When we desperately want a desired outcome that only one person or group can provide, we are often tempted to try to wear them down with persuasion, pleas, and even threats. Yet, the risk is clear: Push too hard, and we risk causing offense and ending the conversation.
As U.S. President Joe Biden took office in January 2021, he faced the question of whether to put pressure on 83-year-old Supreme Court justice Stephen G. Breyer to retire. Biden’s decision raises difficult questions regarding the role of communication in negotiation—and suggests when staying silent may be the best option.
Biden’s predecessor, Donald Trump, had great success with his Supreme Court nominees. Three conservative justices were appointed during Trump’s four-year term, establishing a 6-3 conservative majority on the court.
Biden was keen to begin trying to swing the court in the other direction. As the oldest justice, liberal-leaning Breyer was the most obvious target for replacement.
But upon taking office, the new president warned his staff not to put any pressure on Breyer to retire, write Katie Rogers and Charlie Savage in the New York Times. This was in part because Biden, who had been chair of the Senate Judiciary Committee when Breyer was confirmed in 1994, respected the justice and his role.
Biden also “knew liberal groups were already applying plenty of pressure—and too much could backfire,” according to Rogers and Savage. Academics had taken out newspaper ads urging Breyer to retire, and liberal advocacy group Demand Justice hired a billboard truck to circle Washington, D.C., with the message “Breyer, retire.” Added pressure from the new president could come across to Breyer as heavy-handed and disrespectful.
In an August 2021 interview, Breyer had hinted that he didn’t want to be replaced by someone who would reverse the work he had done but said that “many considerations” factored into his retirement decision. “A judge’s loyalty is to the rule of law, not the political party that helped to secure his or her appointment,” he wrote in his 2021 book, The Authority of the Court and the Peril of Politics. Such statements suggested that Breyer would not appreciate being pressured by the Biden White House to retire.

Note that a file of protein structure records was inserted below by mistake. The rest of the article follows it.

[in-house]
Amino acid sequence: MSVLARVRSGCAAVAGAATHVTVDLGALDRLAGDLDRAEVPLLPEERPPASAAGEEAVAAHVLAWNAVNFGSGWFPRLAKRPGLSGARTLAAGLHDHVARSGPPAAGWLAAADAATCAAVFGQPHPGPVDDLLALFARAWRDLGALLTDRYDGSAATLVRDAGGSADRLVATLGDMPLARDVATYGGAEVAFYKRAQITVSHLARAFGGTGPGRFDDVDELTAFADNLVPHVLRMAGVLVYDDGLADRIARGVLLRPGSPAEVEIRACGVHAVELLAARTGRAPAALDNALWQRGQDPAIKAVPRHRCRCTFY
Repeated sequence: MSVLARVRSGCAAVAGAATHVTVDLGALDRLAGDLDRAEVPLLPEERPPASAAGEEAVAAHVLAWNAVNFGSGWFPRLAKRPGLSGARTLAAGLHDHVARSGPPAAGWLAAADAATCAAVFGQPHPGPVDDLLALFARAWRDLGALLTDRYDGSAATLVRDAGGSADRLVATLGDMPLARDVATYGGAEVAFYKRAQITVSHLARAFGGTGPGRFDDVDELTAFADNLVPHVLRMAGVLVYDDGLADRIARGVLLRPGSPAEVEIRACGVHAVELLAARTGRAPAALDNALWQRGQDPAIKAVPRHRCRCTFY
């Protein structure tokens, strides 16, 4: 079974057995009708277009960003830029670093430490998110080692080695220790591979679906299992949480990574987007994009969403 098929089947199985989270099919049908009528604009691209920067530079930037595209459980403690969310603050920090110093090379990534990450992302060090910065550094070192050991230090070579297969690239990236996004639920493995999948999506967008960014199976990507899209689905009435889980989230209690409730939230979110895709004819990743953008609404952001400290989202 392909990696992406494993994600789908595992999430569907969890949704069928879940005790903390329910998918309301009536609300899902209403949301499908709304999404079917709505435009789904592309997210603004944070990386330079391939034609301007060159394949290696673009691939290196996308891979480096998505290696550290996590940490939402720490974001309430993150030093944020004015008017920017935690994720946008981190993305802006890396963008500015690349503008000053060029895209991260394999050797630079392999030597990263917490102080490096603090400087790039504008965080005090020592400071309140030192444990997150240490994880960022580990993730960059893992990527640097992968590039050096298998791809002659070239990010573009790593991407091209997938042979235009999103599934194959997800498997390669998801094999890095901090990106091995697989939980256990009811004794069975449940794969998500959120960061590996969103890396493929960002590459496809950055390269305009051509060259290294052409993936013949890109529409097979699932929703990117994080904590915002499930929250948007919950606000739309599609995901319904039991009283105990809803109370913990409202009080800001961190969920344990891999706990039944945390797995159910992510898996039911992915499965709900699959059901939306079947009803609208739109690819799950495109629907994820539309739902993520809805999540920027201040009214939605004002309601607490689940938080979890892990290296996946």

As president, Biden stuck to his strategy; he didn’t speak to Breyer until the justice hand-delivered his resignation letter, advisers told the Times. However, the president and his advisers did prepare for Breyer’s possible retirement by considering potential replacements.
Dancing around the Question
Regarding the delicate issue of aging Supreme Court justices’ retirement differently, recent presidents have taken different approaches, all of them underscoring the importance of communication skills in negotiation. Trump’s first White House counsel, Donald F. McGahn II, “courted Justice Anthony Kennedy to retire in 2018 without bringing up the topic,” sources told the Times. Instead, McGahn reportedly sought out Kennedy’s advice on lower-court vacancies and recommended one of the justice’s former clerks, Neil Gorsuch, to replace Antonin Scalia. Kennedy retired in July 2018 and was replaced by another former clerk of his, conservative Brett Kavanaugh.
Former president Barack Obama never directly suggested to liberal justice Ruth Bader Ginsburg that she retire but invited her to lunch at the White House and “danced around the subject.” She chose not to retire; she died during Trump’s presidency, and her replacement was conservative Amy Coney Barrett.
After Breyer announced he was retiring, Biden took the unusual step of inviting him to speak publicly about his decision at the White House, perhaps to “give the retiring justice a moment under the lights,” according to the Times.
Silence Versus Communication in Negotiation
Biden was perhaps lucky that Breyer decided on his own to retire. The story raises the broader question of whether to engage in persuasion and communication in negotiation or to give the other party some space. Here are a few guidelines for your negotiation preparation:
- Show deference and respect. Whether or not you choose to speak with someone directly, aim to show respect throughout their decision-making process. Studying your counterpart’s temperament, past actions, and statements will help you understand what they value—and avoid causing offense.
- Let others put on the pressure. If you know others are already pressuring your target to go along with your preferred goal, it might be smart to back off and let them take the lead. If you think others are coming on too strong, counsel them to cool it.
- Take a mutual gains approach. Carefully crafted communication in negotiation often won’t be sufficient to change someone’s mind. Analyze what might win over your target, and see if you can bring it to them—but make sure your exchange won’t unduly harm those beyond the negotiating table.
What factors do you balance when considering the role of persuasion and communication in negotiation?